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'No dancing': Bars, restaurants reopen in accordance with super specific coronavirus safety plans

Eight pages of health and safety guidelines are driving your next pub night.

Eight pages of health and safety guidelines are driving your next pub night. Associated Press

As restaurants reopen for indoor dining, everyone involved has (we’d hope?!) done their due diligence to protect staff and guests by maintaining six feet between tables, limiting party sizes, requiring reservations, and requiring all individuals to wear masks.

That said, the coronavirus is a wicked, fickle mistress. Riding air currents on actual laughter, she lingers on both hard surfaces and hugs… or, so we think anyway? Information changes regularly (and despite all the reading we're doing, we still aren't epidemiologists).

This complex state of affairs is why the state allowed businesses who sell food and beverages on-site (bars, restaurants, bakeries, breweries, wineries, etc.) to reopen to customers only if they agree to develop and implement a complex COVID-19 “preparedness plan” by June 29, 2020. Detailed in these plans are protective measures ranging from duh-level suggestions, to many that are, uh, mighty specific.

To aid in this pursuit, the Minnesota Department of Health released a handy-dandy checklist about sanitation and preparedness, entitled “Industry Guidance for Safely Reopening: Restaurants & Bars.” It is eight pages long

We’ve pulled some of the more weed-y highlights below:

  1. Consider covering switches/devices with a poly-covering that allows the user to manipulate the device without touching the switch, and change out the poly-covering frequently. Electronic devices must be sanitized only when disconnected from the power-source, and sanitized in accordance with the listing/labeling requirements. (Under: Workplace cleaning and disinfecting protocols)
  2. Maintain relative humidity levels of RH 40-60 percent. (Under: Workplace building and ventilation protocols)
  3. Community drinking stations and water-fountains should not be available for use. Touchless water-filling stations may still be provided. (Under: Worker hygiene and source controls)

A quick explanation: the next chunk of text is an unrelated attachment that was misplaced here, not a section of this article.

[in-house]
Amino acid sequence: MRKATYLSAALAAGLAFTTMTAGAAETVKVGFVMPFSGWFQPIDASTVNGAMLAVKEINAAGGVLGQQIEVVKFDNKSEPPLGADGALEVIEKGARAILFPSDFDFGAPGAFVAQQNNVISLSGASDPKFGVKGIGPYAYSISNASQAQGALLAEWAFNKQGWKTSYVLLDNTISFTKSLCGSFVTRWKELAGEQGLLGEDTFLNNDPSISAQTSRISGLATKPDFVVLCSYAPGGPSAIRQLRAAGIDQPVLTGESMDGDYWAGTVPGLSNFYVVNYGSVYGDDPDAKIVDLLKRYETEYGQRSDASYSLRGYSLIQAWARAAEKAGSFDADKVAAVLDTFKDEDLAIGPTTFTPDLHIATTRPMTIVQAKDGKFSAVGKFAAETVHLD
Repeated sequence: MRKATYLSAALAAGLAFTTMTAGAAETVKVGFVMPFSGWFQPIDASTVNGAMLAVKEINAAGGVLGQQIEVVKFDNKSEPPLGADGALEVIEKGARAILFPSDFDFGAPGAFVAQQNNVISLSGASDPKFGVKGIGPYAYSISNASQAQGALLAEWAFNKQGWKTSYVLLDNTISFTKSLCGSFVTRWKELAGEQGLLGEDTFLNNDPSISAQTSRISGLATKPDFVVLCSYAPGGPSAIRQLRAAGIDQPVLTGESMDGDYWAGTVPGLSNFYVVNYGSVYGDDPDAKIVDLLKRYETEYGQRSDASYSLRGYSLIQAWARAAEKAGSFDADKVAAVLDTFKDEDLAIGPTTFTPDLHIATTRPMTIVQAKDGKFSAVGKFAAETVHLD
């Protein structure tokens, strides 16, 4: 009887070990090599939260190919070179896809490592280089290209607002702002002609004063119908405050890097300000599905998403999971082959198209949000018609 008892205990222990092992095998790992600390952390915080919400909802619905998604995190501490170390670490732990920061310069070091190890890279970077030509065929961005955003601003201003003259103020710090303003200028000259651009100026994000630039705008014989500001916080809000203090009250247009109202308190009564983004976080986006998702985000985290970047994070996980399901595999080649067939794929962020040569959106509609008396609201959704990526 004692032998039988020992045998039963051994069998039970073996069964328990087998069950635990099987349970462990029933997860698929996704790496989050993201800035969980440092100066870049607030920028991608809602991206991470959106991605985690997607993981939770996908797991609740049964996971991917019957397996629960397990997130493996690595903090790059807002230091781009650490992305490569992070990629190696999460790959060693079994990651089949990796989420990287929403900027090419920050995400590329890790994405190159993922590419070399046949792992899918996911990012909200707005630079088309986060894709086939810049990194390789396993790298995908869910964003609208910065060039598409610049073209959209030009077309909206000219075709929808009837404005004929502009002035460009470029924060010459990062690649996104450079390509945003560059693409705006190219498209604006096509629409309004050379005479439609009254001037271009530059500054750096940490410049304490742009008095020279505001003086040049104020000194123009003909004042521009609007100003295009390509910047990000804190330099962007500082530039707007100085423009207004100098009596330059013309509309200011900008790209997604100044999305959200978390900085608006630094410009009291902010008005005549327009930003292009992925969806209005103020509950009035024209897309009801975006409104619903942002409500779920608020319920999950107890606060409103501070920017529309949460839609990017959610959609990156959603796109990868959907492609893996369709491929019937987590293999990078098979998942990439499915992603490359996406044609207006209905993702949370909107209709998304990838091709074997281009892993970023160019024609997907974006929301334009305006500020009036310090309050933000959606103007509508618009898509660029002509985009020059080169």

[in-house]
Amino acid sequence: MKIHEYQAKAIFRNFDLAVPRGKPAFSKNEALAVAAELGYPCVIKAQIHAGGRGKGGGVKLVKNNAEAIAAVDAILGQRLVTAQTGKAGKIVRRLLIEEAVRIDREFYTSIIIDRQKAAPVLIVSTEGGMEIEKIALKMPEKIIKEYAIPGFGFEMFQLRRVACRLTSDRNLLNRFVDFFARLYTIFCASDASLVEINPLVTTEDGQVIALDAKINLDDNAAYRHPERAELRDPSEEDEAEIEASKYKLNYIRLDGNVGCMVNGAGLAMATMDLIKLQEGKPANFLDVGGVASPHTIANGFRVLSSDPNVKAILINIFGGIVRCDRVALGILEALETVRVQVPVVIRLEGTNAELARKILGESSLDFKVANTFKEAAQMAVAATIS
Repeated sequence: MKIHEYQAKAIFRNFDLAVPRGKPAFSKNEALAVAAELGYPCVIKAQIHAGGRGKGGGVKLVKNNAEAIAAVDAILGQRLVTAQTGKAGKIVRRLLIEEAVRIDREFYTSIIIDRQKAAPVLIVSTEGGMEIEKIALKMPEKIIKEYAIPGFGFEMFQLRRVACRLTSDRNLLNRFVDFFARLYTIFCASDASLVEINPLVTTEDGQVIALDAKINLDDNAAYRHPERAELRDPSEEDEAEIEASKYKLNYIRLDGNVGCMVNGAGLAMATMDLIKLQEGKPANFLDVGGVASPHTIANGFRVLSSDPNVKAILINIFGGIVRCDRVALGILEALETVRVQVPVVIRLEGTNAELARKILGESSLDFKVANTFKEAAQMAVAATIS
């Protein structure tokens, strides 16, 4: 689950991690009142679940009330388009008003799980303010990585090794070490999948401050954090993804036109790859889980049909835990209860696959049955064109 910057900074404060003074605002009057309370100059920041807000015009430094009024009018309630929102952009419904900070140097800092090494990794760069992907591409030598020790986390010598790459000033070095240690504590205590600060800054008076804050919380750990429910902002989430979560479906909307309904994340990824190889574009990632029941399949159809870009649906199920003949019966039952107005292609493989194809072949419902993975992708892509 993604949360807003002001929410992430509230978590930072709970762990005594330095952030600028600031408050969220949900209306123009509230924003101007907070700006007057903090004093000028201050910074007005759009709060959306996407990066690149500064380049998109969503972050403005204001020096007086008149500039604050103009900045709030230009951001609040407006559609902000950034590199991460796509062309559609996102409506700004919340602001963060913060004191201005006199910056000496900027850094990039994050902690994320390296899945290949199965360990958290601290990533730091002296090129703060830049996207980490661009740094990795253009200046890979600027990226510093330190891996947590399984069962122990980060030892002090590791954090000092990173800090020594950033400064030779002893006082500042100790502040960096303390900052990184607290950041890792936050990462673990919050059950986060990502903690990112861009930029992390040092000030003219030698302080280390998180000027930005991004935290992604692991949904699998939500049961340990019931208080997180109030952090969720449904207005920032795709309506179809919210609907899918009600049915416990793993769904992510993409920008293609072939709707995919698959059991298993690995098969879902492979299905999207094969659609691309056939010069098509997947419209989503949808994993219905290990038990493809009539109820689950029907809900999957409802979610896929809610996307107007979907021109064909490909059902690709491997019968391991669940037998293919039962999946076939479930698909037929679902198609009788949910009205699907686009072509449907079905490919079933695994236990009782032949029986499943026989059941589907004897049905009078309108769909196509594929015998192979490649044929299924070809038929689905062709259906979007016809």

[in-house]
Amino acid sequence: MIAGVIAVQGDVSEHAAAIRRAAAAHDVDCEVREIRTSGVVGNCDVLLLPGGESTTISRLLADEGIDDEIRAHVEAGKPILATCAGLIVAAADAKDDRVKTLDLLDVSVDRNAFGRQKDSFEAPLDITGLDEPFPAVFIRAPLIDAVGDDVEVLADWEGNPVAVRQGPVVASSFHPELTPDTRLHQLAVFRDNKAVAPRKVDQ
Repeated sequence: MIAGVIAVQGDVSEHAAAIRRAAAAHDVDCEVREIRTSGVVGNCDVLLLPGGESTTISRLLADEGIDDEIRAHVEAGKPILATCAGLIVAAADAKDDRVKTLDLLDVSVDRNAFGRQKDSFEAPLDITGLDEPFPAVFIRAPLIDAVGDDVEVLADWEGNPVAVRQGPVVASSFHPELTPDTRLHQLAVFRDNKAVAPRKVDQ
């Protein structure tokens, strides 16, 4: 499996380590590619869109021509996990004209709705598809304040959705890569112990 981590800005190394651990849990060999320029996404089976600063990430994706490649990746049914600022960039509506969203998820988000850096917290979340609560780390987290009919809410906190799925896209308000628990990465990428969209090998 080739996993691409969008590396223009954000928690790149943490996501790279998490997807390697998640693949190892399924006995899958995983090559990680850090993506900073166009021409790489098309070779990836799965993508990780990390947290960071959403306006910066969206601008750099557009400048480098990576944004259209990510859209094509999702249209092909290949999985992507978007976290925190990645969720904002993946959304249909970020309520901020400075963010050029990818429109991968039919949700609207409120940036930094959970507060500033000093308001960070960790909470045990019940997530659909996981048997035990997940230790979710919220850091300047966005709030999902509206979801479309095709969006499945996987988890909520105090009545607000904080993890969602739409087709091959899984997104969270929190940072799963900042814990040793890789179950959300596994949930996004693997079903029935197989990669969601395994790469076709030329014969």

4. Bands are allowed but must maintain social distancing. Dancing is not permitted. (Additional protections and protocol for managing occupancy)
  5. Minimize air-flow from blowing across people. (Under: Workplace building and ventilation protocols)
  6. Instruct servers to take orders from behind the customer and remind customers to keep facing forward. (Under: Additional protections and protocols specific to bars, restaurants and other retail food settings)
  7. Cloth face coverings are NOT a substitute for maintaining a physical distance of 6-feet from other people. (Under: What clients and customers can do to minimize the transmission) [Editor’s note: Emphasis theirs]

The takeaway from all this? Unless you own a bar, restaurant, brewery, winery, farmers market, etc.… This is: out of your control, but it's complex.

The best we can do as patrons* is to wear an itchy, uncomfortable, necessary mask, maintain the proper distance of six-plus feet from other germ-bombs, and engage in a friendly, self-set chanllenge to wash/sanitize our hands more than our servers.** Oh, and embrace reality that the staff is risking their health so that you can have a Normal Time, and think of all the aforementioned actions as a kindness competition that you really, really want to win not only for the sake of the person bringing you that drink/snack, but also everyone you know and love (or whom you've never met) nowhere near that table, too.

*If you're even planning to dine out at restaurants right now, that is.

**Definitely stay home if you’re exhibiting even the tiniest inklings or signs of sickness.